• Press the spacebar to start playing the video from the play head. When you come to a part of the video you want to crop out, hit the spacebar again to pause, then enter S for split. Repeat at the other end of the undesired clip, then select the undesired section and tap X to remove it.

  • Hover over the beginning of the video track until a pulsating black dot appears. Click and drag the dot to apply a fade-in effect at the beginning of the video.

A screenshot from ShotCut showing a video in the timeline editor. The pulsating gray dot is visible at the beginning of the track.

You can also use ShotCut to add a music track to your video. (For our video, I sourced royalty-free music from Bensound.) Once you import the track to ShotCut, right-click on the timeline, click Track Operations, and choose Add Audio Track from the context menu. From there, just drag the audio file into the audio track and trim as needed.

Once you’re finished editing the video, simply use the Export menu to export it as an MP4. (ShotCut gives you multiple export presets, but I’ve found that the Default preset usually does the trick.) From there, the video is ready to share.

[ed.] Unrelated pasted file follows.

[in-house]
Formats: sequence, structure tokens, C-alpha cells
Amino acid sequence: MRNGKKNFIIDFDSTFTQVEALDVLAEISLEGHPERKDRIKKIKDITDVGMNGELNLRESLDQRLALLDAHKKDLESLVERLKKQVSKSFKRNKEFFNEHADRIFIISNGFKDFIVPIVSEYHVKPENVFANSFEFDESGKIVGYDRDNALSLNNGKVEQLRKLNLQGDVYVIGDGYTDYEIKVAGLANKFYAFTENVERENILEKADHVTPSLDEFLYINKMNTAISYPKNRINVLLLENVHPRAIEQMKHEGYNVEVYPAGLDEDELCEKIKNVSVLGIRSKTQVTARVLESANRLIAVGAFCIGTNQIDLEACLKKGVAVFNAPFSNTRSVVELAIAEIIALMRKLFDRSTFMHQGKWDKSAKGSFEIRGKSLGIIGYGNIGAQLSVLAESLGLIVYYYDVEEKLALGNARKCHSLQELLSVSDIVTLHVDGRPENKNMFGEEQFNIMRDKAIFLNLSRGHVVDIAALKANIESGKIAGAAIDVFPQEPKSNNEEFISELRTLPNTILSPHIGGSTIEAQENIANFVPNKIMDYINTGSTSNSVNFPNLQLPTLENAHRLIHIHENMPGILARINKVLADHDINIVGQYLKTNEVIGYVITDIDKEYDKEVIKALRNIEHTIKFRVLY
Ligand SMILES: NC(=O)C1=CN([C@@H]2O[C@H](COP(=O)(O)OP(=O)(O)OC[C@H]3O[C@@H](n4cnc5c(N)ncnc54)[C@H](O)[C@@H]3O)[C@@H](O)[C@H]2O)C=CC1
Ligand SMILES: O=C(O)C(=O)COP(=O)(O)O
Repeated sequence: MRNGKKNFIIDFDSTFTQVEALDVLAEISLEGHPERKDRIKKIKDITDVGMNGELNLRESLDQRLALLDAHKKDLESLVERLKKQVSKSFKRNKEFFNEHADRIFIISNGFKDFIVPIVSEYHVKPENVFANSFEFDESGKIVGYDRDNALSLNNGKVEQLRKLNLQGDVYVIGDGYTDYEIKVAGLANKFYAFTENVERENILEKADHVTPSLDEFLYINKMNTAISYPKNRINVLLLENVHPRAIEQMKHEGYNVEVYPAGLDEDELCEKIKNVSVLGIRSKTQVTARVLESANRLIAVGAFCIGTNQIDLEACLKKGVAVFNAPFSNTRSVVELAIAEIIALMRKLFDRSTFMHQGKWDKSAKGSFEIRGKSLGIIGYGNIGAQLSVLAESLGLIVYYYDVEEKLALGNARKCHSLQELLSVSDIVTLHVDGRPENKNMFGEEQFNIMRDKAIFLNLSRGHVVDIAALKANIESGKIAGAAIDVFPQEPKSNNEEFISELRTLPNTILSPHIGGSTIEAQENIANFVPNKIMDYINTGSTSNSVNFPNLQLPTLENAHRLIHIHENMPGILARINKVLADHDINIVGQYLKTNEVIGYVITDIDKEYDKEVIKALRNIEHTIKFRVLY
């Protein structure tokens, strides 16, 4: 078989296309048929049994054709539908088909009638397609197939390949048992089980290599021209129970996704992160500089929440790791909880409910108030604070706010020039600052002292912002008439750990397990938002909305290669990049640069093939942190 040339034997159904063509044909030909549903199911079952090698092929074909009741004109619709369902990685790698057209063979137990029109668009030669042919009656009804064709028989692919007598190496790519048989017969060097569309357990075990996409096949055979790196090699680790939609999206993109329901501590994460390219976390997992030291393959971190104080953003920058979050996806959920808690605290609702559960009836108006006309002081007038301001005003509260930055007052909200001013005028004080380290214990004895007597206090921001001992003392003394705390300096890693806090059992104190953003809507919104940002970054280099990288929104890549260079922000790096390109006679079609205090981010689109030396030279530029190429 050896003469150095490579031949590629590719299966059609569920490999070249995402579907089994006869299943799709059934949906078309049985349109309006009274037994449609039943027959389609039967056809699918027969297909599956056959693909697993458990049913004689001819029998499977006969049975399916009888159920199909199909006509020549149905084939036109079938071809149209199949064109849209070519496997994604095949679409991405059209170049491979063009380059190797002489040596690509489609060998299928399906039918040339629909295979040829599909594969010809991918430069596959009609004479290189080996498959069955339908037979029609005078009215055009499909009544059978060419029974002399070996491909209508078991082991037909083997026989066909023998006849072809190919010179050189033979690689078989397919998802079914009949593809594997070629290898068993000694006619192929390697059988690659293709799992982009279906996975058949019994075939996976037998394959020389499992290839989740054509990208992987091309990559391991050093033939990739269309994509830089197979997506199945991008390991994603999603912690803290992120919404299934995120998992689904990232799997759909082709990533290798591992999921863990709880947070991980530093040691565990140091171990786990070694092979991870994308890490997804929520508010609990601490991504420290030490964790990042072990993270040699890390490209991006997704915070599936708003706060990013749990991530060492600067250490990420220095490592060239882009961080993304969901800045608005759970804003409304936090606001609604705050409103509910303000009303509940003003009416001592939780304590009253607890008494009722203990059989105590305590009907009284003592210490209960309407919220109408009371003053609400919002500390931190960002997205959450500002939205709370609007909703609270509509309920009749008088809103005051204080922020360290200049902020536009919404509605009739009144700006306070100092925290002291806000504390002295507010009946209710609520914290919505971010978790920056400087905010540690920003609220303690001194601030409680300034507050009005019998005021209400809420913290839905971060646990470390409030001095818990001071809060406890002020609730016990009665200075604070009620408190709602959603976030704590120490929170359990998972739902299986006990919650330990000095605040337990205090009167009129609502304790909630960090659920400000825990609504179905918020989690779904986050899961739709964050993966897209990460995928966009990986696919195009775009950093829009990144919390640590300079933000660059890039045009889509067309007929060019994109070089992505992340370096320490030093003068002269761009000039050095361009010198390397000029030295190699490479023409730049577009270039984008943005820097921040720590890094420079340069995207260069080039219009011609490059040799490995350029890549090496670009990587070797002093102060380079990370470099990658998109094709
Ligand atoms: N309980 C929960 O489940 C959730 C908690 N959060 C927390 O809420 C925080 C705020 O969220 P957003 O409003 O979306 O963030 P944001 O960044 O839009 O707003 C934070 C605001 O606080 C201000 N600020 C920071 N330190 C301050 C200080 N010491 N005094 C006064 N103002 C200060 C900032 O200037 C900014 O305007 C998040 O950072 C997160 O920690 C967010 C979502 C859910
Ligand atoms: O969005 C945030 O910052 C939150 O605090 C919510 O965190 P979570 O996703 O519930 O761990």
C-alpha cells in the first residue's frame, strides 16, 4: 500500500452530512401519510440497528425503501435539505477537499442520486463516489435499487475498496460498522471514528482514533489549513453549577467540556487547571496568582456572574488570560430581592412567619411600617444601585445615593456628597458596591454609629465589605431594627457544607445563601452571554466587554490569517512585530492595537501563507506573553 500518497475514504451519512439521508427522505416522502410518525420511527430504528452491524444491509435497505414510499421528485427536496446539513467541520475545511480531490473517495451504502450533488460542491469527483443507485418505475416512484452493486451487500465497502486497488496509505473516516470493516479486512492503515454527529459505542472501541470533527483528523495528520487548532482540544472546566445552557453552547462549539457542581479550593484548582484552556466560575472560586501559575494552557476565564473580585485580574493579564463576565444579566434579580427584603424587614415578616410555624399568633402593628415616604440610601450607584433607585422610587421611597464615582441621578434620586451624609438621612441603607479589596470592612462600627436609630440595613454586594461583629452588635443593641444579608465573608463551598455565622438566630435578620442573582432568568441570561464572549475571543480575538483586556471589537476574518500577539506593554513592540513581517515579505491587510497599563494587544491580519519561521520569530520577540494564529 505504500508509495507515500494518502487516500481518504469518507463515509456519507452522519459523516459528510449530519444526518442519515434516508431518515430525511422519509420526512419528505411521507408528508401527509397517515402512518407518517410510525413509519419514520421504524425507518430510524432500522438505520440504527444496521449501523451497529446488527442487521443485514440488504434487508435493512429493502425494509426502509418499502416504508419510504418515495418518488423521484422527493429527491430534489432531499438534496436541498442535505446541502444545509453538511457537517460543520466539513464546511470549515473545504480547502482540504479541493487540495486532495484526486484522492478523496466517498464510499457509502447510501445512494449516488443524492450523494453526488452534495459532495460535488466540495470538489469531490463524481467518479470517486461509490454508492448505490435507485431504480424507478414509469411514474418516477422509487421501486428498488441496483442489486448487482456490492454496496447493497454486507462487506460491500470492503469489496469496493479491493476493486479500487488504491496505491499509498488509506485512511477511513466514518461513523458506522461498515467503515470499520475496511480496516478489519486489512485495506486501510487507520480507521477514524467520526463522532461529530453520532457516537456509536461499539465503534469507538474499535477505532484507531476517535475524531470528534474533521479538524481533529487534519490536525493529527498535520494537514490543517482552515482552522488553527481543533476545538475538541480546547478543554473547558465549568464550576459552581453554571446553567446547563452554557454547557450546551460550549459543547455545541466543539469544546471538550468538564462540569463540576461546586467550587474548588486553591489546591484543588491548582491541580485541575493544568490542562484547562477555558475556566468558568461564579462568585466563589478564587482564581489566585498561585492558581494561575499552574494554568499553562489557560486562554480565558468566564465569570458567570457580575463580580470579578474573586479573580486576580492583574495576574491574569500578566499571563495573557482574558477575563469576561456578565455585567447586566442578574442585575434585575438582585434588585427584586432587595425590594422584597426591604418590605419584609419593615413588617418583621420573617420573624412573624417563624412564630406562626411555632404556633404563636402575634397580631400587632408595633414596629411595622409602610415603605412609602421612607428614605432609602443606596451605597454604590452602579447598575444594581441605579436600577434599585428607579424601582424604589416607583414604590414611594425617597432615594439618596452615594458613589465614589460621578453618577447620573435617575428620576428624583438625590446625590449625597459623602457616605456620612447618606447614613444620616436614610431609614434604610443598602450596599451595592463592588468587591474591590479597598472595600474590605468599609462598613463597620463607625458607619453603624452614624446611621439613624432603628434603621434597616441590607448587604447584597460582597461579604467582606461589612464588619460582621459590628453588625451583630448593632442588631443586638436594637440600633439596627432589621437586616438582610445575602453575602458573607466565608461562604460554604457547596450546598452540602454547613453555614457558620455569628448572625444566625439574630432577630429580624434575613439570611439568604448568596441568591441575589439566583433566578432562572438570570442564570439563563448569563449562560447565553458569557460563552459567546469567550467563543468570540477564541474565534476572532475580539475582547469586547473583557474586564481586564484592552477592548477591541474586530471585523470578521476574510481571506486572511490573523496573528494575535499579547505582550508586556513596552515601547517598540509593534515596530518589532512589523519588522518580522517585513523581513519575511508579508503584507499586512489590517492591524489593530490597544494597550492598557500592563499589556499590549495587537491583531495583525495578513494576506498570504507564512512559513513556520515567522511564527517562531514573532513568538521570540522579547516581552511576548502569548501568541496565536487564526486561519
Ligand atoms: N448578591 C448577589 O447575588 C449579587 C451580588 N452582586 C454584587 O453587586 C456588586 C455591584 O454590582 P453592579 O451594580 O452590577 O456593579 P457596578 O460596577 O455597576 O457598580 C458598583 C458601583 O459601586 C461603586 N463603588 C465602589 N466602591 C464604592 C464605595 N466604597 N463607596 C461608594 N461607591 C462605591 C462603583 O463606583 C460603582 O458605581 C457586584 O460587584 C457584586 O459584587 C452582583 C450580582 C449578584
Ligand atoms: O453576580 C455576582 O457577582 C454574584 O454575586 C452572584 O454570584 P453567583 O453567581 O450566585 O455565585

Your Turn

What’s your process for developing quick instructional videos? Drop it in the comments. Help us decide what to write about next by responding to the poll below. And if this post was helpful, please give it a like. We appreciate it!

Be excellent, and thanks for reading.

What should we write about next?

  • Using open-source tools for eLearning development

  • Creating instructional videos in PowerPoint

  • Designing compliance training